9. 9. Leader Regulator Funder Provider Steward Customer Legislator Framing, piloting and market forming Acting in mature markets and policy ecosystemsEarly stage intervention Scaling, mainstreaming and market building Strategy and skills planning Prepare for changing workforce demands and consequences of change. Fiscal incentives Direct finance to stimulate new thinking that can drive future opportunities. Governance Ensure regulation supports the conditions for change and delivers the policy intent. Reformer Establish legitimacy, harnessing political will for change. Educating and informing Ensure regulation is sufficiently agile and permissive to enable innovation. Grants and subsidies Incentivise behaviour change through grants or other incentives Building regulatory environment Ensure regulation enables the intended policy outcomes. Service provider Provide services directly or indirectly through funding and target setting. Agenda setting Build awareness and confidence in new opportunities by providing thought leadership Innovator Create test beds, sandboxes and trials in real world settings. Encourage voluntary codes Self-regulation, without legislating, allowing for greater flexibility. Early adopter Explore, experiment and trial new opportunities with strategic value. Collaborating Providing platforms for citizens to protect vested rights and interests. Platform provision Scale up proven ideas through existing infrastructure and public services. Compliance Support enforcement and harmonise regulatory compliance environment. Choice architect ‘Nudging’ behaviour so that the default is both attractive and easy. Convening power Applying government’s convening power to draw together expertise. Connecting networks Fostering a nexus where government, experts and citizens can co-create change. Champion Build a case for change and alliances for action. Co-producing Co-deliver by steering different actors from across the system to deliver outcomes. Standard setting Develop standards for data collection and presentation. Intelligent customer Utilise public procurement to encourage investment and innovation. Catalyst Review, identify and prioritise key opportunities with strategic value. Consumer, and supply-chain, protection Protection of consumer rights and upholding of standards. White papers & draft bills Publish proposals for consultation and pre-legislative scrutiny. Primary and Secondary Law Support a bill through parliament and enact legislation Green papers Publish proposals for discussion with stakeholders and the public. Amend rules Statutory Instruments: rules, orders, created by delegated authorities (e.g. Secretary of State). Styles of government intervention* * Examples of different formal and informal powers and levers for government policy-makers Government as a...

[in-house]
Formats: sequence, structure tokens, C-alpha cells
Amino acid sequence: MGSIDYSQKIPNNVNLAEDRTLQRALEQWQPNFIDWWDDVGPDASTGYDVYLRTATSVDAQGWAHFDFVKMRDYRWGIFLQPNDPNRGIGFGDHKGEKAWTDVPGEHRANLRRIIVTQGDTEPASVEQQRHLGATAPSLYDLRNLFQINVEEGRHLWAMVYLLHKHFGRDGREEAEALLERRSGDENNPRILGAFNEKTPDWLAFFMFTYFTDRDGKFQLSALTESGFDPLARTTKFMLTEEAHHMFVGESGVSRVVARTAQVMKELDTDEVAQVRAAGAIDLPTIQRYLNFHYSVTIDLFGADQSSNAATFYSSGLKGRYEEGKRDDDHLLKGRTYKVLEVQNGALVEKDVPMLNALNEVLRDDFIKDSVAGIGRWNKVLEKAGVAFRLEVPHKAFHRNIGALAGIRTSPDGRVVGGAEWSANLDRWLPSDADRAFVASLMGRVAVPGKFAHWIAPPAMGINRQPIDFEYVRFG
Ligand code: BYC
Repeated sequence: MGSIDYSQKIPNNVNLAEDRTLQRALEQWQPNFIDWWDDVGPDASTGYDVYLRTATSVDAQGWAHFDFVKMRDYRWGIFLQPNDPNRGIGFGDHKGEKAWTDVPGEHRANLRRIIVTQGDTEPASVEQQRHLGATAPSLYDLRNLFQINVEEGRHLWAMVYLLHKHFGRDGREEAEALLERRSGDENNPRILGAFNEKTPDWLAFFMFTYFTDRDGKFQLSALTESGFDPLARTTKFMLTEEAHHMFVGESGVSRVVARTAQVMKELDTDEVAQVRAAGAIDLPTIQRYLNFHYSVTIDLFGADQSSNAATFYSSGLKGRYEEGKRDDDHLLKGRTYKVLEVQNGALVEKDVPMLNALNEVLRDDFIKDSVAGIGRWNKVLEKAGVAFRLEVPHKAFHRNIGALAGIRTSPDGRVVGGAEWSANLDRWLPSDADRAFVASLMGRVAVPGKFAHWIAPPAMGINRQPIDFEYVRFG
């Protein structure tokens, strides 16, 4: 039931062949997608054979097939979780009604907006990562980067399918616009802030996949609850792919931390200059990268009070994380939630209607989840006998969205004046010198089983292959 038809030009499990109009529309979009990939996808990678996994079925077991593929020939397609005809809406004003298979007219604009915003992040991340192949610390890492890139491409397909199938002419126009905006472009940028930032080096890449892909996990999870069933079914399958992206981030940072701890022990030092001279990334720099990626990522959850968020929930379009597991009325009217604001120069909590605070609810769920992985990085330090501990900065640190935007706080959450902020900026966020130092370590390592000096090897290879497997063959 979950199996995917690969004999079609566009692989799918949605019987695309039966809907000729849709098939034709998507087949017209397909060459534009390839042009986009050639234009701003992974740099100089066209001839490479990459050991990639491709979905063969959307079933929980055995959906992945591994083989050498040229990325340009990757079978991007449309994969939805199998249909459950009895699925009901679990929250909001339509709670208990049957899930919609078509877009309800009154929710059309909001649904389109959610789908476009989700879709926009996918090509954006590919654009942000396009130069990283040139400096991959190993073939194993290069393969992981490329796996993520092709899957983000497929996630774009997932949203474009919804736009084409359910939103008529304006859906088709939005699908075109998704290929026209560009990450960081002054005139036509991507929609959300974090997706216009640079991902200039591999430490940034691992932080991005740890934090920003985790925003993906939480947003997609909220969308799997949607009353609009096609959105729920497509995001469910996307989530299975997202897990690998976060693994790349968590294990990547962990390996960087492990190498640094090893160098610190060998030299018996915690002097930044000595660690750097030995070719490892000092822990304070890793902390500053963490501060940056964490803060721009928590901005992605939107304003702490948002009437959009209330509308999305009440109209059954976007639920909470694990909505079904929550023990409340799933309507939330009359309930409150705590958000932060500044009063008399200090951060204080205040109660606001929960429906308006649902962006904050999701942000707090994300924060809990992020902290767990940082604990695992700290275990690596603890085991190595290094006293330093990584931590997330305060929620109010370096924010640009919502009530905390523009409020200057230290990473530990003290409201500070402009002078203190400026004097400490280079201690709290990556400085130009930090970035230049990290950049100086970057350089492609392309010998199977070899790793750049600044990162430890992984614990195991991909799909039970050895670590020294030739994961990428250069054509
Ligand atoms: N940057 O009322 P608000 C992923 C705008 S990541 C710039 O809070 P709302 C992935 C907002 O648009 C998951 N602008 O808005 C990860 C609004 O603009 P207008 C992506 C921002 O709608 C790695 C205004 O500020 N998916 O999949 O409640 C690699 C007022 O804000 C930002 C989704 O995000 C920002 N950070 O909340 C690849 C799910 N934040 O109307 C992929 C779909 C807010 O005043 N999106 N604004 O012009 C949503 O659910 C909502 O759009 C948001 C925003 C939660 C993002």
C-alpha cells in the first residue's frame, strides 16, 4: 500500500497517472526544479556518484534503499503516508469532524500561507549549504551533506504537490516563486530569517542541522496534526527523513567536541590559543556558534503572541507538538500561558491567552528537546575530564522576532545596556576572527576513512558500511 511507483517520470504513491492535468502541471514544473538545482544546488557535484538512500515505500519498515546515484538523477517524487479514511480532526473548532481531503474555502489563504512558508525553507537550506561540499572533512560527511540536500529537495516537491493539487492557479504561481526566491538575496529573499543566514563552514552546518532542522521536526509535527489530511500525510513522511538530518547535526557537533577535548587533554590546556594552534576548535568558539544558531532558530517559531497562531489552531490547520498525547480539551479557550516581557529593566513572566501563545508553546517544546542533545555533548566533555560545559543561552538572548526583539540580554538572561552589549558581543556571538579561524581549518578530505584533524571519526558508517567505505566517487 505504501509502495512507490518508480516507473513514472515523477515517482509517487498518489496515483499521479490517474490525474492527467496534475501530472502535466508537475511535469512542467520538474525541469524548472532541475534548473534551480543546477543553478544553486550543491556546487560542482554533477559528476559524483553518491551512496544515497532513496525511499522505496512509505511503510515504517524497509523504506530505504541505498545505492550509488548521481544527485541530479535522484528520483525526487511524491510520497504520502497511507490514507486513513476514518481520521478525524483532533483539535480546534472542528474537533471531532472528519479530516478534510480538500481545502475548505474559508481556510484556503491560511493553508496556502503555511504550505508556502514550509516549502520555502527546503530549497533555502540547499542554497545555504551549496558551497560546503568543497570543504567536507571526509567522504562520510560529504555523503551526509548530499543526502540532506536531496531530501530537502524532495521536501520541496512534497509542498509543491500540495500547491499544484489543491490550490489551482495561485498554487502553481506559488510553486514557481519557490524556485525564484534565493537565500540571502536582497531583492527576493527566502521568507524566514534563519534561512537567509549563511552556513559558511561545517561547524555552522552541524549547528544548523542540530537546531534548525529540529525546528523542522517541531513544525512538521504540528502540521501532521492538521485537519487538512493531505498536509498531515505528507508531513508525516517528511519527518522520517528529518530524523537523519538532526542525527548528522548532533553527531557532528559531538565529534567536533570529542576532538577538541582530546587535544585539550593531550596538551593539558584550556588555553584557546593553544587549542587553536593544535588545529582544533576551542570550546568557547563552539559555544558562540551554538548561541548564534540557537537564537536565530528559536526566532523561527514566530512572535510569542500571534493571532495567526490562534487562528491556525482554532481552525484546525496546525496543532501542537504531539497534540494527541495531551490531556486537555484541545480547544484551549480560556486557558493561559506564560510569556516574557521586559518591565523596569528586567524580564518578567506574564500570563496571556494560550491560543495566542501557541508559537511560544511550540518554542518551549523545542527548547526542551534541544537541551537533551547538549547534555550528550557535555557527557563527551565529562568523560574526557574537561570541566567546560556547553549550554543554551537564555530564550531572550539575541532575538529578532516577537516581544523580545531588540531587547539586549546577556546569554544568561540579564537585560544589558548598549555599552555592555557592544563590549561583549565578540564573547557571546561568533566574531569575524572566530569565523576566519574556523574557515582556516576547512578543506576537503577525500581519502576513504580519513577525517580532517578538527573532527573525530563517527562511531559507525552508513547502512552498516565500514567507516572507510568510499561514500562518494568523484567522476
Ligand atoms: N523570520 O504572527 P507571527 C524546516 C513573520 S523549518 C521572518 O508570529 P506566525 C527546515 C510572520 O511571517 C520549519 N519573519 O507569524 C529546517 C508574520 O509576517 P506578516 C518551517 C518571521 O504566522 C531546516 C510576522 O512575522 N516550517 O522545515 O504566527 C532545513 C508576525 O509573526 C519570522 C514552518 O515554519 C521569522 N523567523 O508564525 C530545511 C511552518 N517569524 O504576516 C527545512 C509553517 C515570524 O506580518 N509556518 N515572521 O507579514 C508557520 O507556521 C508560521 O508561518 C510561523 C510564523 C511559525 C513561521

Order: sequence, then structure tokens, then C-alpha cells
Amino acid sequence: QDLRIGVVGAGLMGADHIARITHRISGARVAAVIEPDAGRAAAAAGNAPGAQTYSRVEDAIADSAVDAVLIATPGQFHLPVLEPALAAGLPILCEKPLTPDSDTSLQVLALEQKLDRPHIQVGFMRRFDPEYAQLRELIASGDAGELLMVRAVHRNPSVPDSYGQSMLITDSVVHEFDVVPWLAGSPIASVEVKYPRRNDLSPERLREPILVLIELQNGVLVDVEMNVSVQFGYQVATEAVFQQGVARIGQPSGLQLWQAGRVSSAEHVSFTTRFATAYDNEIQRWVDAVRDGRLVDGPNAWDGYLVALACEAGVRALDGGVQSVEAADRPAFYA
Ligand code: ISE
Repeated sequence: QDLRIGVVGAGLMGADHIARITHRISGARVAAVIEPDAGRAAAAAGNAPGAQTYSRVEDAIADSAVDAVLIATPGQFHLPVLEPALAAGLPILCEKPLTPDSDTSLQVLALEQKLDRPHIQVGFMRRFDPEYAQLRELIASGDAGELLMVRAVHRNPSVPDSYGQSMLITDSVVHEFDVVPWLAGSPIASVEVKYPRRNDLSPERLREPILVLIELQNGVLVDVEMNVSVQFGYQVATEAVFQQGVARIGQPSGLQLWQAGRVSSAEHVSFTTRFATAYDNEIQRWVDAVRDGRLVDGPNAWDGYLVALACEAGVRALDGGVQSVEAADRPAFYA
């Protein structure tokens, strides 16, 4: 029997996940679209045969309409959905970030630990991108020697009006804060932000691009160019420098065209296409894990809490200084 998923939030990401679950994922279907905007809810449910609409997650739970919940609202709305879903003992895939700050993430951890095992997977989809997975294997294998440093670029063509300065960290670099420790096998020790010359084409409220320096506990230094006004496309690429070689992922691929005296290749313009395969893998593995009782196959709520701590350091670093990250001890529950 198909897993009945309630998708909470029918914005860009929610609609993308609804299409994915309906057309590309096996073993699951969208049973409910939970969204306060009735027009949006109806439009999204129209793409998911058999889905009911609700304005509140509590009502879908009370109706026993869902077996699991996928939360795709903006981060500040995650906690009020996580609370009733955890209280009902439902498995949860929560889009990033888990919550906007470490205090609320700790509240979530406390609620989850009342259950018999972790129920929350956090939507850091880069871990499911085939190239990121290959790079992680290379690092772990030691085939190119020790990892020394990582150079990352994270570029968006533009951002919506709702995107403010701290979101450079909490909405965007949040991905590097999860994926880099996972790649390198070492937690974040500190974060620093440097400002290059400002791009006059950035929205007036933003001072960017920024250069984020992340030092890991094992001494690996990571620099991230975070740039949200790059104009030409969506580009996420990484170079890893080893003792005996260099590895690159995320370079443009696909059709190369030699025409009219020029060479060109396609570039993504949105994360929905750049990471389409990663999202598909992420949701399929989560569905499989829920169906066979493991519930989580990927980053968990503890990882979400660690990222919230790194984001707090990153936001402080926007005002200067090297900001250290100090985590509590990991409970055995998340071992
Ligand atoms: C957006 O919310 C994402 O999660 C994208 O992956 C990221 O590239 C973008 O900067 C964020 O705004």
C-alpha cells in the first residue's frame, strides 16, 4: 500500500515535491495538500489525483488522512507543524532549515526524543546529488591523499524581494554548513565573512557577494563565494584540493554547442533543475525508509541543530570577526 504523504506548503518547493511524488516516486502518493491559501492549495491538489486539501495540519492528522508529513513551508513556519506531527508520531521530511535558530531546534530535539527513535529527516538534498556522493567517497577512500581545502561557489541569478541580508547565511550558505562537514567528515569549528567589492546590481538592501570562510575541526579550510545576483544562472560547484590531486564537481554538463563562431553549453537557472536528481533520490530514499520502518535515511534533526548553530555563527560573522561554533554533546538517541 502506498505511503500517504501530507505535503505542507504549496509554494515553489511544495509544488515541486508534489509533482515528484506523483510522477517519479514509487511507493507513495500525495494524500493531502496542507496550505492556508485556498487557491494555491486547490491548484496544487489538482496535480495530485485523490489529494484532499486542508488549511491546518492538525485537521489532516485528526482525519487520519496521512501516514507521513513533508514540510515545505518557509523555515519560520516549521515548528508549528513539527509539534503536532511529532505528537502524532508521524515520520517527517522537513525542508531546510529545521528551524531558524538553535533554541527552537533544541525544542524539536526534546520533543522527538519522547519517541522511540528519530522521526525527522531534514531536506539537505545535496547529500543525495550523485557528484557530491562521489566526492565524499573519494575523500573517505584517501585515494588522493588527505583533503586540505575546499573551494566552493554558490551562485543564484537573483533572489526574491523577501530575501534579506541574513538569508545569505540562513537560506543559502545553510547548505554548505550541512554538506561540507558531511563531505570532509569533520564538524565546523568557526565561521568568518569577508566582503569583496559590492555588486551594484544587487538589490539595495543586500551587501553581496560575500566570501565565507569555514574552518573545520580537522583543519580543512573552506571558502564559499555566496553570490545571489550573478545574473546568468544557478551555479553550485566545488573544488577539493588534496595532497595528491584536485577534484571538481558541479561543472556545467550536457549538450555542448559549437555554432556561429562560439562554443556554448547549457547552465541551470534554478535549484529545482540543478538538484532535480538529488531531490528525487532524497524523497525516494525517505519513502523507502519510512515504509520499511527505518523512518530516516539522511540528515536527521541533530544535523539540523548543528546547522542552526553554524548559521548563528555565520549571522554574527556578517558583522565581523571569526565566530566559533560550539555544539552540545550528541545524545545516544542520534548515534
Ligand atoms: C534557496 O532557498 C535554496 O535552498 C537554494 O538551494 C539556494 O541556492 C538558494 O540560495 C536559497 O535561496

10. 10. Conceptualising the future